Metsger Talks Industry Issues, Regulatory Burden and Washington
Board Member Richard Metsger sat down with Credit Union Times Oct. 15 at the NCUA’s Alexandria, Va.-based headquarters. President Obama nominated Metsger, a former Oregon state senator, to the NCUA board in May. He was confirmed by the U.S. Senate and was sworn in Aug. 23. Metsger served on the board of directors of the Portland Teachers Credit Union from 1993 to 2001.
Credit Union Times: What is your position on a 2014 corporate assessment? The NCUA board typically announces an estimated range at its November meeting.
Metsger: I haven’t got a particular position on how much that range will be. I will say that it has come in on the lower end as I understand it the last couple of years. As you know, there’s an outstanding debt to Treasury. I think in the world of “don’t do what I do, do as I say,” I think it is prudent on part of the NCUA to pay its debts, and to do that as quickly as possible. The biggest assistance to assessment is the elimination of debt, and of course we’re pursuing that on the legal front and very aggressively for those who caused and have been major contributors to the cause of the collapse. I’ll be very focused on those recoveries to pay that debt because that, in the long term, is what’s going to mitigate assessments for credit unions.
CUT: Regarding the lawsuits, do you think there’s still promise in the NCUA’s efforts?
Metsger: I’m not a lawyer and they will always tell you the best thing possible. I just know that from experience. But from what I’ve been briefed on, I think our cases are very good.
I feel good that there will be additional recoveries. Our responsibility is to maximize those recoveries for our member institutions. How much that will be and where it will come from, we still don’t know. The legal process is what it is.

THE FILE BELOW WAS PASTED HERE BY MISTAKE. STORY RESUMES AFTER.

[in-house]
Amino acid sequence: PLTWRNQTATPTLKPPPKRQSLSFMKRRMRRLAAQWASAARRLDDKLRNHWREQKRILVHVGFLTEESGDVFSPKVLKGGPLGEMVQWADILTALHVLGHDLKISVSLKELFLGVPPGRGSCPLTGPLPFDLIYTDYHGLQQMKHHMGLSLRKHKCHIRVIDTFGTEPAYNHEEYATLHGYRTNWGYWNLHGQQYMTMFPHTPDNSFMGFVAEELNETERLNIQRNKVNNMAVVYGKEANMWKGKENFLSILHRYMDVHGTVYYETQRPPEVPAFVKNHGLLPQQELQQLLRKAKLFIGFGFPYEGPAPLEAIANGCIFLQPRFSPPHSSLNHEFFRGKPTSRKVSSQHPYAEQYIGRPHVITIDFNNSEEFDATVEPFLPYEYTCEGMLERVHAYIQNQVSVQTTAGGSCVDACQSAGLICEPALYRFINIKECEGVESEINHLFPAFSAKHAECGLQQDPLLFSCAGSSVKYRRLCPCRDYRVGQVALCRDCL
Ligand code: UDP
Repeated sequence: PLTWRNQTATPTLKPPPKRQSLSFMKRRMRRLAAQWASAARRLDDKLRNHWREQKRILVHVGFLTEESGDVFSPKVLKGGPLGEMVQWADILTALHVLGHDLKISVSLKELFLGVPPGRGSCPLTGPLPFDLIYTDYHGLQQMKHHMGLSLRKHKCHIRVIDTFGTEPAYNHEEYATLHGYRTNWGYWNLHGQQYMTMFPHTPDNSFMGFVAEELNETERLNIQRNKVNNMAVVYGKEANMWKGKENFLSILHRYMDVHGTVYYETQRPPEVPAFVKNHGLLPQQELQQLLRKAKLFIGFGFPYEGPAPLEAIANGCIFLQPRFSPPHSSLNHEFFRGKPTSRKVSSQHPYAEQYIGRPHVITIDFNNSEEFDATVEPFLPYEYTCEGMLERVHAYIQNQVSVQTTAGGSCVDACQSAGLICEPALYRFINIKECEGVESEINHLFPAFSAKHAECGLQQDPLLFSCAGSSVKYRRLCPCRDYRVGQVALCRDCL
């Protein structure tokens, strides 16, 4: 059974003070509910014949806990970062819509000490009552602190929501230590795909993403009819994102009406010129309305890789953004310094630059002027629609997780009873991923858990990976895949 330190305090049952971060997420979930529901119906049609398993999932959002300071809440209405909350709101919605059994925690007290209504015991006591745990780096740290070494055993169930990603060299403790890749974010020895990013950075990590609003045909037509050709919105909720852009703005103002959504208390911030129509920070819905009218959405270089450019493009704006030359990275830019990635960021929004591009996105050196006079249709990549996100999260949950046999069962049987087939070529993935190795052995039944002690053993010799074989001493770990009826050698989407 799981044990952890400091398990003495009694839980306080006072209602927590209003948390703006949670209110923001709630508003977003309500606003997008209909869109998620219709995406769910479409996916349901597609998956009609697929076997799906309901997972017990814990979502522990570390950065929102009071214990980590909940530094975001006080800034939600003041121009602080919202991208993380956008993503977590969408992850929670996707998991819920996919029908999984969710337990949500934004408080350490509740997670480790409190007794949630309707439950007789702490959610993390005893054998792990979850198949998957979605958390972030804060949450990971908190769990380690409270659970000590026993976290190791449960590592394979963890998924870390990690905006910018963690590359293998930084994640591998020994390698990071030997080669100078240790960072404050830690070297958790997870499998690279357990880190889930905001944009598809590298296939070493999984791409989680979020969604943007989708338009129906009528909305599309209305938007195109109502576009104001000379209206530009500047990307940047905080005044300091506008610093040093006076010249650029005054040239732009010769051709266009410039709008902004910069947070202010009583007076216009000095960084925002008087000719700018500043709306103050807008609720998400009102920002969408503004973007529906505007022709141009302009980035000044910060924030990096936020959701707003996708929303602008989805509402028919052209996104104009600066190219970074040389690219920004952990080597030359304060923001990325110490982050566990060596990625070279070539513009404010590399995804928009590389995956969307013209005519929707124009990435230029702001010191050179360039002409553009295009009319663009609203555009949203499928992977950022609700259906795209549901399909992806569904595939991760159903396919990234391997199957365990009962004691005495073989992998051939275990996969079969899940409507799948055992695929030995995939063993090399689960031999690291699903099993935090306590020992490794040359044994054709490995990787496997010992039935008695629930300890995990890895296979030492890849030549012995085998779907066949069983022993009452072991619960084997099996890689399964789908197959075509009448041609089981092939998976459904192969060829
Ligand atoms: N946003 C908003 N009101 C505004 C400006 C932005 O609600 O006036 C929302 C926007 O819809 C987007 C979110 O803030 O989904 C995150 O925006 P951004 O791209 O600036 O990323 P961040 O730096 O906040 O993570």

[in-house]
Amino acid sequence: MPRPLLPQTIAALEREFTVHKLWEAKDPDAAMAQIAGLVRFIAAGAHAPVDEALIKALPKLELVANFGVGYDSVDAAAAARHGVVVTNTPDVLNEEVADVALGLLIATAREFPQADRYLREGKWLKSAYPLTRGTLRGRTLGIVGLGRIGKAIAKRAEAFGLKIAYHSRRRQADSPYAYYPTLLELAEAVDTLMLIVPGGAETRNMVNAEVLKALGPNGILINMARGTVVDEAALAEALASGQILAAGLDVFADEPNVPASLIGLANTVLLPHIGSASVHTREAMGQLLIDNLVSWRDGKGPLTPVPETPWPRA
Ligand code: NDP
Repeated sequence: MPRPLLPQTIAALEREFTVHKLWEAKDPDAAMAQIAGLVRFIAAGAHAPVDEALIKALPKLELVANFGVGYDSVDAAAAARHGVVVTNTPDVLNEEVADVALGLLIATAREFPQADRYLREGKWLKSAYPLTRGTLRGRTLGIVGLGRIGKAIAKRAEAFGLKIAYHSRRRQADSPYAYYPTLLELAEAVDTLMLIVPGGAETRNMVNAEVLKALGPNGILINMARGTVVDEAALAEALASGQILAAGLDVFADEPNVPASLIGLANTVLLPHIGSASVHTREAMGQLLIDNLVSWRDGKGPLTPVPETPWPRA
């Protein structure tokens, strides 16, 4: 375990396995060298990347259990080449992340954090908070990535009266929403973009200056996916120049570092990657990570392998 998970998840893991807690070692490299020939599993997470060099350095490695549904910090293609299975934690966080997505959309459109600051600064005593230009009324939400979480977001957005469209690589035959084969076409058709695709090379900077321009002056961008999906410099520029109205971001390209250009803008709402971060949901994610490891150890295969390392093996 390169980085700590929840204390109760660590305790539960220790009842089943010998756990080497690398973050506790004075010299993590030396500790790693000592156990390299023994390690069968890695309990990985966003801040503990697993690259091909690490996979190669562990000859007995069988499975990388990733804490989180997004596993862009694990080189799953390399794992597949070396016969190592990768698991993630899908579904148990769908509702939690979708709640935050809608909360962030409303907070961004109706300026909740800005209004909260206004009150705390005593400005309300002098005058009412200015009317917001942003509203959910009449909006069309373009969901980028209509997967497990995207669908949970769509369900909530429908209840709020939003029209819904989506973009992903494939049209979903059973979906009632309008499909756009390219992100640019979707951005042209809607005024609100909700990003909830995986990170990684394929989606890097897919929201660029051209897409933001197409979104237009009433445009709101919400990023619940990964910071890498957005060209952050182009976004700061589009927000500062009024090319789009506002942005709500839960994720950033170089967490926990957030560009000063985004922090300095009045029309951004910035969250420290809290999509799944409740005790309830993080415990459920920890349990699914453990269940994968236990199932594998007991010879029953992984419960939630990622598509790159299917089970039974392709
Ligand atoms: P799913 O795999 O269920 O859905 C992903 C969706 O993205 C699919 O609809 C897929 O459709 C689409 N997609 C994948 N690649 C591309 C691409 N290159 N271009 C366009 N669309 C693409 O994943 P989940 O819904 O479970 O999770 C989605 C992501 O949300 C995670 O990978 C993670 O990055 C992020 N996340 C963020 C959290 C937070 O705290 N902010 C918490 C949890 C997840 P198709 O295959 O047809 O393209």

CUT: Do you support a new risk-based capital rule?
I haven’t made a decision on that. I’ve just had one briefing on it so far so there’s a lot more to learn.
CUT: On the CUSO rule, NCUA Board Member Michael Fryzel said his concern has been the cost of the program. Do you share that concern?
Metsger: I’m concerned about the cost of everything; that’s my nature. I have hopes that those costs will be less than were originally articulated a year ago. I believe we’re making progress and I think that is a positive sign.
CUT: Do you think we will see a rule passed by the end of the year?
Metsger: The chairman will determine that, but I think it is possible. As you know, the current law allows the examination of CUSO books and records; but, from a pragmatic and a fiscal standpoint, I don’t see it being wise to say we’re going to hire a bunch of people to go look at everyone’s books when probably an overwhelming majority of those CUSOs do not present a significant threat to the share insurance fund. It’s more prudent to be able to get information to look at where we should target further examination than spend a lot of money elsewhere. I think the purpose of it is excellent, but if we can mitigate costs and take care of the concerns of unwittingly revealing proprietary information to outside sources, I think there’s a good chance it could move forward before the end of the year.
CUT: Are there any regulations on credit unions that you think should be eased or even abolished?